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Ocean’s Thirteen (2007) -vs- Ocean’s Eleven (1960)

Bryce Zabel, Editor-in-ChiefThe Smackdown

For the sake of argument, let’s assume you’ve already paid to see “Ocean’s Eleven” (the 2001 re-make) and “Ocean’s Twelve” (the 2004 sequel to the re-make). The movies you haven’t seen are the original “Ocean’s Eleven” from 1960, and this latest installment, “Ocean’s Thirteen.” This makes for a fair fight. Should you pay your money, again, and go for the third installment of the Clooney, Pitt, Damon & the gang sequel to the sequel to the re-make, or maybe go to Blockbuster to rent the original or push it up your Netflix queue and find out what the “Rat Pack” was all about?



The Challenger

The world is awash in reviews for “Ocean’s Thirteen” and stories about the red carpet at Cannes. But I’ll let Matt Damon speak for the intent of the production from an interview he and Clooney and Pitt did for Time magazine. Damon says, “Look, you have us confused with deep thinkers. You’ve already put more thought into why we did the movie than we did.” Back to that in a moment. The least you need to know is this: Danny Ocean is back to sabotage the opening of a new casino being run by Al Pacino so he calls the men back into action.

The Defending Champion

My 15-year-old son, Jared, has never heard of the fact that “Ocean’s Eleven” existed in pre-Clooney days. I tried to explain to him about how the “Rat Pack” made this back in the year of JFK’s election in a time when Las Vegas was just a strip with a few hotels and lots of empty sandlots. I told him that people like Frank Sinatra, Dean Martin and Sammy Davis Jr. were just as cool for their time as Clooney, Damon and Pitt are today. Especially this is true of Sinatra who was considered the greatest singer in the universe and had just won an Academy Award for playing Maggio in “From Here to Eternity.” This film, however, is much more specific than the re-make it inspired. For starters, the characters are all paratroopers re-united from World War II, and they all have desires for the money they intend to rob that go beyond being career criminals. They plan to kill the power for the lights during a New Year’s celebration, hit the casinos while it’s dark and make off with the cash in a garbage truck.

The Scorecard

It seems clear to me that the modern “Ocean’s” trilogy has gotten worse with each iteration. In “Twelve,” the filmmakers let the inside joke quality get out of hand. In “Thirteen,” they literally seem to have said that the story doesn’t matter at all, that the audience is so conditioned to Suspend All Disbelief that they don’t even have to try to explain anything. That’s why gigantic tunnel machines exist in this film to create earthquakes and the characters just happen to have unrestricted access. It’s why Matt Damon can stick on a stupid nose and some kind of pheremone do-hickey and cause a serious woman with an important job to do to forget all her responsibilities and lust for him as an honest-to-God plot point. All of these insanities (and others) have to occur like clock-work, it seems, or the plan falls apart, but we don’t really quite understand the plan, but it’s obvious we’re not supposed to.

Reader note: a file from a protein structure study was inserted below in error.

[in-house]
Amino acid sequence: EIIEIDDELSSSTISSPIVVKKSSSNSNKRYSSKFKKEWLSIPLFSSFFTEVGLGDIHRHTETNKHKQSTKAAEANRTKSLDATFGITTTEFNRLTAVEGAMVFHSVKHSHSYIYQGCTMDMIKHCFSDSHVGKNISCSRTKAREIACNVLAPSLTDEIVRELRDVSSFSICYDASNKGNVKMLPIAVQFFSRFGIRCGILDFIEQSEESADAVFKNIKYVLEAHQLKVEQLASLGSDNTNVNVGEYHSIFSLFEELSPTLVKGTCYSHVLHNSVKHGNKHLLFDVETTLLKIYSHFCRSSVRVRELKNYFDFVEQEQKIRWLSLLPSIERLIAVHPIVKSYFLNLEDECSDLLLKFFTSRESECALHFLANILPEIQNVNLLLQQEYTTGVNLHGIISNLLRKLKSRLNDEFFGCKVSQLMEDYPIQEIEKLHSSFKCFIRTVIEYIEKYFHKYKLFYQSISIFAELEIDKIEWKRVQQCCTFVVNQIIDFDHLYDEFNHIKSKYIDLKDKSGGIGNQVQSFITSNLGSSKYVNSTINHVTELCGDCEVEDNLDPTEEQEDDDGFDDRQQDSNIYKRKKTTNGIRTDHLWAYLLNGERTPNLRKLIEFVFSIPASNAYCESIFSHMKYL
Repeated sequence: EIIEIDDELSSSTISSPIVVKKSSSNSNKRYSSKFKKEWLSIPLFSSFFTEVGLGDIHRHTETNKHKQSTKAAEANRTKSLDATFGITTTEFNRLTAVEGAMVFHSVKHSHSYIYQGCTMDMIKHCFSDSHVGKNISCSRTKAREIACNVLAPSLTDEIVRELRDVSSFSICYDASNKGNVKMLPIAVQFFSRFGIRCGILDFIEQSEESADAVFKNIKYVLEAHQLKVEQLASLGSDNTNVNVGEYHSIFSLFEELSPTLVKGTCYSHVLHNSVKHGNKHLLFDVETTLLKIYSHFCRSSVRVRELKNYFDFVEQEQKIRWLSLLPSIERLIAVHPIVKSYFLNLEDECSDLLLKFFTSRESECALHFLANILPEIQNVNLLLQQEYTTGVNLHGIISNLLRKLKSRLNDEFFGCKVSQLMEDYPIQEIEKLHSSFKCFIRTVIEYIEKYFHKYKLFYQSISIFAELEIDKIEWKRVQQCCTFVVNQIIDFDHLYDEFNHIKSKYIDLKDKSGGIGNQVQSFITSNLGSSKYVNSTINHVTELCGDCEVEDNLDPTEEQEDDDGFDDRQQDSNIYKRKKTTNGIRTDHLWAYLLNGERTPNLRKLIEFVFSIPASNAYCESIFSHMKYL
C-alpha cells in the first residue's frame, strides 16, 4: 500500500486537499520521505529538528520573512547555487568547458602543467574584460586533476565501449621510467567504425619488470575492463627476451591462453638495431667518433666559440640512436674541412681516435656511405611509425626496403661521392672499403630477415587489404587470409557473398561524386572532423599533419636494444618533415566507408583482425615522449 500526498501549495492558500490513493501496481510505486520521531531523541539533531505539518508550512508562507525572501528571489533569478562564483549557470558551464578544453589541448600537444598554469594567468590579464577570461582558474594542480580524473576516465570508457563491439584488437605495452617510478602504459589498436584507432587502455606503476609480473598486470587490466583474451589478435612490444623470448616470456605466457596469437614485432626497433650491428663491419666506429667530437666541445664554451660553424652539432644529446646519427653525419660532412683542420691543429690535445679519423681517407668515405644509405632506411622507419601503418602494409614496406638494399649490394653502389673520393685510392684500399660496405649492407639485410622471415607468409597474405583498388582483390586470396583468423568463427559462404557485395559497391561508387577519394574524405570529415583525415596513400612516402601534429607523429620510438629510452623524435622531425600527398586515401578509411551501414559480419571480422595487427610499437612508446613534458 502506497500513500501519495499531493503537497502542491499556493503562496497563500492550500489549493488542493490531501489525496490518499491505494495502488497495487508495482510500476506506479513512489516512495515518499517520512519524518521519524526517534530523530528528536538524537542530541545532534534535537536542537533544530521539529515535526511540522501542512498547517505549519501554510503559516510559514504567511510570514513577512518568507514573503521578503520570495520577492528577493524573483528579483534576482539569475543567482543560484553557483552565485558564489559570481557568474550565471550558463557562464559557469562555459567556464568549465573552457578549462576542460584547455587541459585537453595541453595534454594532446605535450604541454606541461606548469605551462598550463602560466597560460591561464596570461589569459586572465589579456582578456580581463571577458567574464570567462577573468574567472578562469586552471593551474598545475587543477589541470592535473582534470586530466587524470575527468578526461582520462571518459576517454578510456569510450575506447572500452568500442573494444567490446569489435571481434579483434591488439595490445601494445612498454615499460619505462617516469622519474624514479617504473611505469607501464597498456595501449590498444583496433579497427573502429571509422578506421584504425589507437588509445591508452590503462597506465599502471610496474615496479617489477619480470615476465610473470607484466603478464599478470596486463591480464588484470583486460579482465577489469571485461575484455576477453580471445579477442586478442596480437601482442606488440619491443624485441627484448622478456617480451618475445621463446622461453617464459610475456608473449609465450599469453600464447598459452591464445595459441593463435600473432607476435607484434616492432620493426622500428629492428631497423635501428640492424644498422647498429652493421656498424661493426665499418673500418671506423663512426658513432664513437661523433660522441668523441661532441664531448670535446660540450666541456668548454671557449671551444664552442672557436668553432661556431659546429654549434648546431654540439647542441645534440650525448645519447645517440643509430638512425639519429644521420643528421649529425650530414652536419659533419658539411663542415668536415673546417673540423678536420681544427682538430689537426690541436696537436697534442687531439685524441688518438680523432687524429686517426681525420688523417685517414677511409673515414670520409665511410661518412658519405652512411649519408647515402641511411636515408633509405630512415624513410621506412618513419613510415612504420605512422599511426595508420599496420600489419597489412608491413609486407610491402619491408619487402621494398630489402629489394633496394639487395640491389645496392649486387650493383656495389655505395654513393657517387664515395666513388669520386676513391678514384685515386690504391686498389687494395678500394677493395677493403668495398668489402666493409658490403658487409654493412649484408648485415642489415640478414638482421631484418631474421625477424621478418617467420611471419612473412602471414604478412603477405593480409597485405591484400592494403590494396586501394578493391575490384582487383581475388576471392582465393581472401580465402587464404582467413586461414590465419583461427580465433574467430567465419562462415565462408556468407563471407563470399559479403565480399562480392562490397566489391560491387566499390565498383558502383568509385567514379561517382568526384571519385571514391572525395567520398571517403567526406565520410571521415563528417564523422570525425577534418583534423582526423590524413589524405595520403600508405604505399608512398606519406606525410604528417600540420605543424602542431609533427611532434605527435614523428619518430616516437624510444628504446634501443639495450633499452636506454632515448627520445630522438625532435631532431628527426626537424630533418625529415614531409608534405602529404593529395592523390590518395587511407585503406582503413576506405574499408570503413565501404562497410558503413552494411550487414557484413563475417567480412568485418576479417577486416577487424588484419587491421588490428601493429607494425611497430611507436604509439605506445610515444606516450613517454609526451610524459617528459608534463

On the other hand, in “Ocean’s Eleven” from that earlier day, we get a film which, admittedly, doesn’t look half as good as these re-makes and sequels. Yet, at its core, it has heart, friendship and even love as part of its spine. It has motivation for characters besides money. It even has a heist that seems just audaciously possible for a bunch of guys who earned their cred fighting Nazis and blowing things up.

As far as charisma goes, however, there’s no doubt that, at the top, it’s a tie. Frank Sinatra may have been the Chairman of the Board, as they liked to call him, but George Clooney is the CEO of Fun. They’re both huge movie stars.

But, as we started out here, the idea was to tell you whether to resist the massive marketing push for “Ocean’s Thirteen” and go back to the source, “Ocean’s Eleven” from 1960. Read on…

The Decision

I know this is going to be a controversial call but, for me, it’s a stone-cold knockout. Trust me, you’ve seen Clooney, Pitt, Damon and everybody else in the last two films and they’re not much different in the latest. But if you haven’t seen Frank and Dean and Sammy and Peter, then that’s what you owe yourself — get your hands on a DVD and watch the original “Ocean’s Eleven.” Accept no imitations.

About Bryce Zabel 196 Articles
Drawing inspiration from career experiences as a CNN correspondent, TV Academy chairman, creator of five produced primetime network TV series, and fast-food frycook, Bryce is the Editor-in-Chief of "Movie Smackdown." While he freely admits to having written the screenplay for the reviewer-savaged "Mortal Kombat: Annihilation," he hopes the fact that he also won the Writers Guild award a couple of years ago will cause you to cut him some slack. That, plus the fact that he has a new StudioCanal produced feature film, “The Last Battle,” shooting this summer in Europe about the end of World War II. He's also a member of the Directors Guild, Screen Actors Guild, and a past enthusiast of the Merry Marvel Marching Society. His new what-if book series, “Breakpoint,” just won the prestigious Sidewise Award for Alternate History, and has so far tackled JFK not being assassinated and The Beatles staying together.
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